The numbers given in various accounts of the Abu Sayyaf antiquities stash vary wildly, the first account said 'seventy' artefacts were repatriated (the reference was to packets of artefacts) then 400, 500 and the US Department of State said 750, but the page that the tweet links to says "700". What a mess. Sam Hardy attempted to count them for himself ('Reassessing the balance of antiquities and forgeries in Abu Sayyaf’s stash'). He justifies this:
I fear that unguided journalists’ professional effort to capture the variety of objects may have incidentally foregrounded the fakes, of which there is a far greater variety than there is of coins and beads. And archaeologists and criminologists (myself included), then, focused on the outliers instead of the the overwhelming majority of objects. It appears that most of Abu Sayyaf’s illicit antiquities were ancient coins.He counted "at least 236 coins" in the video frames, and concludes that "the early Islamic coins alone must have constituted the majority of the antiquities in Abu Sayyaf’s stash".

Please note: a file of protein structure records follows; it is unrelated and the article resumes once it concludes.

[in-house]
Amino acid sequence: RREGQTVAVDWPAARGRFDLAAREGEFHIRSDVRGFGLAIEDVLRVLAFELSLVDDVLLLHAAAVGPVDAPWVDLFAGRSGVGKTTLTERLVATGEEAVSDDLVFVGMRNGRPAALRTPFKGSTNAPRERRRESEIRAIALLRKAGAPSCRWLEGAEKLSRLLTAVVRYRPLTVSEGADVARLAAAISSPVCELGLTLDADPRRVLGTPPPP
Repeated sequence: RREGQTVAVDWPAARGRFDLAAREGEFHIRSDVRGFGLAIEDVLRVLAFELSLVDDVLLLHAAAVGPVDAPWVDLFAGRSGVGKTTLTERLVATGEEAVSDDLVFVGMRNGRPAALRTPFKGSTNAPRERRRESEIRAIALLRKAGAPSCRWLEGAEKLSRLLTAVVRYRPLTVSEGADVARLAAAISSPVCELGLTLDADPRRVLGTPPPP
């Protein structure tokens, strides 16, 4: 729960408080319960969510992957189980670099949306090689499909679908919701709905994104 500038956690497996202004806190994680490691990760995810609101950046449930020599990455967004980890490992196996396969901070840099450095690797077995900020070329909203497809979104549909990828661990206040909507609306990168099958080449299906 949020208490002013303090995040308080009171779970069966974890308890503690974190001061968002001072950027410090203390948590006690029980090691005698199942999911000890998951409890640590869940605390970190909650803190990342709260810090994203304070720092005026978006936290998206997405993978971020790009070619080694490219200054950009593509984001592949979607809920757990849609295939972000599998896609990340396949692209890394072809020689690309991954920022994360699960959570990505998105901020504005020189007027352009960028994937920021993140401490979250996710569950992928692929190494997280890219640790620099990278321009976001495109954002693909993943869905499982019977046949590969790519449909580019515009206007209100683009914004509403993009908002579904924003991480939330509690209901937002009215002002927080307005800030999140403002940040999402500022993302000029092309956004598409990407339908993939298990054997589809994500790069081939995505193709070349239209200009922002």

But these counts show that most of Abu Sayyaf’s stash consisted of genuine, highly-portable antiquities (which could have been transported both by the Islamic State and by U.S. commandos in one small container). Once these coins had been uploaded to eBay or or VCoins or Facebook, or laid out in a dealership in Istanbul or London or New York, how would dealers and collectors have distinguished them from so many others?And that is the whole point of no-questions-asked and "Ooops-somebody's-lost-the-paperwork' antiquities trading. Got it in one.